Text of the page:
Information Is the New Currency and the New Conflict Construct
Future wars will be fought not over territory, not over ideals nor even over prestige. Future wars will be based on what creates wealth, according to a former Defense Department official who helped usher the department into the information age.
“What will be the wealth people are going to want to fight over?” asks Linton Wells II, a public servant who has dedicated 51 years to service of the United States. “Certainly, the whole issue of information in society, the … trends of technology are going to be major wealth generators,” he says, echoing a theory first pitched to him by colleague Bill Eliason.
Wells retired June 30 after more than five decades of federal service, including 26 years as a U.S. naval officer. Three times he has been awarded the Department of Defense Medal for Distinguished Public Service. His final federal stint was as director of the Center for Technology and National Security Policy at the National Defense University at Fort McNair, Washington, D.C.
During his years of service, Wells also was the principal deputy assistant secretary of defense (ASD) for networks and information integration (NII) and acting chief information officer (CIO) for nearly two years. The ASD (NII) was disestablished in January 2012 to make way for the new designation of CIO.
“If the [Defense] Department is going to be an information age organization, which I think it certainly is, then one has to think of the information as a strategic commodity,” Wells declares.
He applauds the department’s investment in the concept of the Joint Information Environment (JIE), the colossal undertaking to make thousands of systems communicate seamlessly with each other in shared secure virtual space. But such a transition cannot be undertaken in a vacuum without input and investment from the private sector, he advises. Department leaders must “think through where the private sector is moving with regard to information, how [the Defense Department] can leverage that, recognizing that the vast majority of innovation and investment is in the private sector, not the government.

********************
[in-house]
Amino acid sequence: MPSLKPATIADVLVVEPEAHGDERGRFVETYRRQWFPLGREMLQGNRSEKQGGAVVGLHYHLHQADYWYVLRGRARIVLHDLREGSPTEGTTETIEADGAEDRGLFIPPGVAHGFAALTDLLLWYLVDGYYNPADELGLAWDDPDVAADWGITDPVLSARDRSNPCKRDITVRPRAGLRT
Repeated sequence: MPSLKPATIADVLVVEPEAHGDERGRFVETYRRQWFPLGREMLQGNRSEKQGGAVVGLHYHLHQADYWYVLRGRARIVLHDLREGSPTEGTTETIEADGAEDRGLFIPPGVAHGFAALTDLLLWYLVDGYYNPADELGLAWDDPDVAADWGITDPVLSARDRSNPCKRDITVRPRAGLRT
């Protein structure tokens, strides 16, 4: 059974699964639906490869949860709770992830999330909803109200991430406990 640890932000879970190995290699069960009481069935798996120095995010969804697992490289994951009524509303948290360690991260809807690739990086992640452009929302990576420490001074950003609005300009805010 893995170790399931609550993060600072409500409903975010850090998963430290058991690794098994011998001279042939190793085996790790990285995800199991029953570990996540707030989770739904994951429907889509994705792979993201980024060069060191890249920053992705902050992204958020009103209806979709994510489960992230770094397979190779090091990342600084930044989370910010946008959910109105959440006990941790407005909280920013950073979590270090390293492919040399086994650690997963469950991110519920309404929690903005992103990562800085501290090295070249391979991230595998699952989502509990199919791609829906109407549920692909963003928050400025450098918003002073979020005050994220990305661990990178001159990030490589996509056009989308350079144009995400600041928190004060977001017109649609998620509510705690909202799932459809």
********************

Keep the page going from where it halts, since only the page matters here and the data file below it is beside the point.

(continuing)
“So how do we get our people to think that way?” he continues. “How do we recognize, again, that most of the innovation and investment is being done in the private sector and be able to get better at an effective public-private cooperative arrangement?” It would help, he quips, if defense officials simply stopped using the word cyber. “‘Nobody in my generation ever uses the word cyber unless we’re coming to a government meeting where you tell us to use the word cyber,’” Wells says, paraphrasing his younger service member students. He says they are “online, linked in and connected.”
The five fields of biotechnology, robotics, information, nanotechnology and energy are likely to be the domains and driving forces for defense science and technology development and dollars, areas in which defense officials should not seek to mature on their own. Again, Wells lauds private industry partnerships. “If you believe, for example, that computing power per unit cost is doubling about every 18 months, that means by the end of next year, we’re going to have a 100 percent increase, by 2020 a 1,500 percent increase and by 2030 it’s a 100,000 percent increase. So linear projection cannot work,” he suggests. “That is what is happening in the information world. Bio is changing even faster than info. The cost of sequencing the human genome has dropped six orders of magnitude since 2003, so $1 million less to sequence a genome in 10 years. Robotics is ubiquitous, and nano is taking off.
“I asked a couple of midshipmen: ‘What technologies do you think that your kids are going to use to discombobulate you to the same extent that you discombobulated your parents with today’s technology?’ The convergence of info and bio and robotics, the ‘cyborgization’ of the human body, was basically the answer,” Wells posited. Yesterday’s rebel tattoo is tomorrow’s microchip implant, he offers.